Review: IMPOSSIBLE MONSTERS, Dreams Bleed Into Reality
Santino Fontana, Natalie Knepp, Devika Bhise, and Donall O Healai star in a psychological thriller, written and directed by Nathan Catucci.
Academia inspires nightmares.
The film opens in New York and Los Angeles theaters on Friday, Friday 14.
Discomfiting dreams bleed into the waking lives of two people in New York City. As it happens, Dr. Rich Freeman (Santino Fontana) has decided to begin a study to look into the intersection of dreams, reality and sleep paralysis.
Rich wants to win a corporate-sponsored grant that will benefit his own career as a professor, as well as the university where he is employed. His study group includes social worker Leigh (Natalie Knepp), with whom he has just started a relationship; artist Otis (Dónall Ó Héalai), a tortured type who is convinced of his own greatness; and student Jo (Devika Bhise), who works nights in a private club for adults.
Written and directed by Nathan Catucci, Impossible Monsters unfolds at a leisurely pace, perked up by an unsettling musical score, composed by Michael MacAllister, and a swirling camera-eye perspective, captured by director of photography Behnood Dadfar. The title, quoted from artist Francisco Goya, suggests that creatures of the night will spring forth, which contributes to the expectant mood that is quickly established.
The mysterious, suggestive atmosphere primes viewers for an unexpected fantastical element, or an unexpected element of some sort. Instead, a police procedural breaks out after a serious crime. From that point onward, the film never quite regains its slowly-building momentum, leading to a conventional resolution.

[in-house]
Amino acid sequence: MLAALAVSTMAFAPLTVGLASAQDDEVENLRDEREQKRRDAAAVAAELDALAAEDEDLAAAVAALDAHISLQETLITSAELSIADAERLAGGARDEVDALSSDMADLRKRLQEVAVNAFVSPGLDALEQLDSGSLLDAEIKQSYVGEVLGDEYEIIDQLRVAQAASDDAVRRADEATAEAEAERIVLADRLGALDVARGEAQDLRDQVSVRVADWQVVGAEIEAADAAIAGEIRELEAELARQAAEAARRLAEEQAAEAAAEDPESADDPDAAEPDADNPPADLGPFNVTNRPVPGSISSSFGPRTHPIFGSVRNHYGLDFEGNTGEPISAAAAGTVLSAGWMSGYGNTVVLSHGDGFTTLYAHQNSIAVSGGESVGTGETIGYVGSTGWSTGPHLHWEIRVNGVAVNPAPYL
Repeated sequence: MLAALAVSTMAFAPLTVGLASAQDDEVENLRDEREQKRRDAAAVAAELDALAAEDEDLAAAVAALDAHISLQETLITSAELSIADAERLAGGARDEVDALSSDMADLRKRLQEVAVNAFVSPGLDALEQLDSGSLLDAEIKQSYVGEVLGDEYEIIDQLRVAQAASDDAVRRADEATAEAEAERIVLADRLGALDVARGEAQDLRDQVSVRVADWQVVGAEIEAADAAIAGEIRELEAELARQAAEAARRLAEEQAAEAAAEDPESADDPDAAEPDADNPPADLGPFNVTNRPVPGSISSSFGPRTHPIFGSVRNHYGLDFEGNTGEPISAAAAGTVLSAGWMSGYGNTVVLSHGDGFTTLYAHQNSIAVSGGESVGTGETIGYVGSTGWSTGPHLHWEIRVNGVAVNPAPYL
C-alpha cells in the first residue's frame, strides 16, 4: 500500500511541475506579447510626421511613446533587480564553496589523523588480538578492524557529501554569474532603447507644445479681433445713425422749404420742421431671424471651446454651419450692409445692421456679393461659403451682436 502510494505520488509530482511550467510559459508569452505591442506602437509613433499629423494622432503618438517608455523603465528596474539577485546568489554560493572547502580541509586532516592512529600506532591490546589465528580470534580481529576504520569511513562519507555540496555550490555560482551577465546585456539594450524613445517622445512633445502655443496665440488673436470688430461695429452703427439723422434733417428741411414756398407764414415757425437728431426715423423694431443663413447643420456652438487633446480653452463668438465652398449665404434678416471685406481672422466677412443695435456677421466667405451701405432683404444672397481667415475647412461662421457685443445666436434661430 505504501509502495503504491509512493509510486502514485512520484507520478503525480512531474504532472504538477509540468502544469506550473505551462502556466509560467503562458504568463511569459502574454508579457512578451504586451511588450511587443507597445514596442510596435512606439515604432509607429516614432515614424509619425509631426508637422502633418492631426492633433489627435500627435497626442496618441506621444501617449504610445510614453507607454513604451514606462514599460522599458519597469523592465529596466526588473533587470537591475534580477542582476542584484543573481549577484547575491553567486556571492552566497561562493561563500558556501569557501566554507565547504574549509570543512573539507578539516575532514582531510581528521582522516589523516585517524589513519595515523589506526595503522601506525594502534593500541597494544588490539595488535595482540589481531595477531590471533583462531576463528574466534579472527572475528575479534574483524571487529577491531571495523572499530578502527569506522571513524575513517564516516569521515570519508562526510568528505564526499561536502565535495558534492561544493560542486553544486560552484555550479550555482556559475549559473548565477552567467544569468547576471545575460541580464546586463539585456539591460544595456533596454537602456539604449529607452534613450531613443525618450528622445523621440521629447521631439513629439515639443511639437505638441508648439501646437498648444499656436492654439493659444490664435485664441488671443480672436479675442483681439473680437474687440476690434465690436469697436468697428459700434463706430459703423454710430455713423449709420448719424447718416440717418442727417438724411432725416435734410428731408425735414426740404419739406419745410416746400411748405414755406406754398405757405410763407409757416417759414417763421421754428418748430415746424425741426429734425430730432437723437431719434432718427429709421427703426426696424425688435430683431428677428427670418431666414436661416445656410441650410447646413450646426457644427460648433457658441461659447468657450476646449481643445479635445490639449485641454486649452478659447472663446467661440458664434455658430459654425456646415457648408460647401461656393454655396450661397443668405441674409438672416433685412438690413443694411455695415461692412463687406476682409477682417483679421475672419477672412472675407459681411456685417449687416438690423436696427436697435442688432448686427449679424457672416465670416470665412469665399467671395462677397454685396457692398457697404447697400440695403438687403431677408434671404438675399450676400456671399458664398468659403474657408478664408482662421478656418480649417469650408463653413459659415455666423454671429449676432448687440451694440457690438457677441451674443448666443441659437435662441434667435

Admittedly, my expectations were raised by the combination of dreams, nightmares, and the disturbing art that Otis paints. Also, the club where Jo works is, well, full of possibilities that are never explored. This may have been a case where the film's ambitions exceeded its budget, which may explain why I felt let down.
Still, the visuals and storytelling style remain sufficiently compelling, and the performances are fine, including Chris Henry Coffey as a fellow psychology professor, Laila Robbins as the current university dean, Rajeev Varma as a gallery owner, Dennis Boutsikaris as the former university dean, and Geoffrey Owens as one of the detectives trying to solve the case.
Summing up: Impossible Monsters is filled with potential, and it will be quite fascinating to see what writer/director Nathan Catucci cooks up next.
For more information about the film, visit the official site.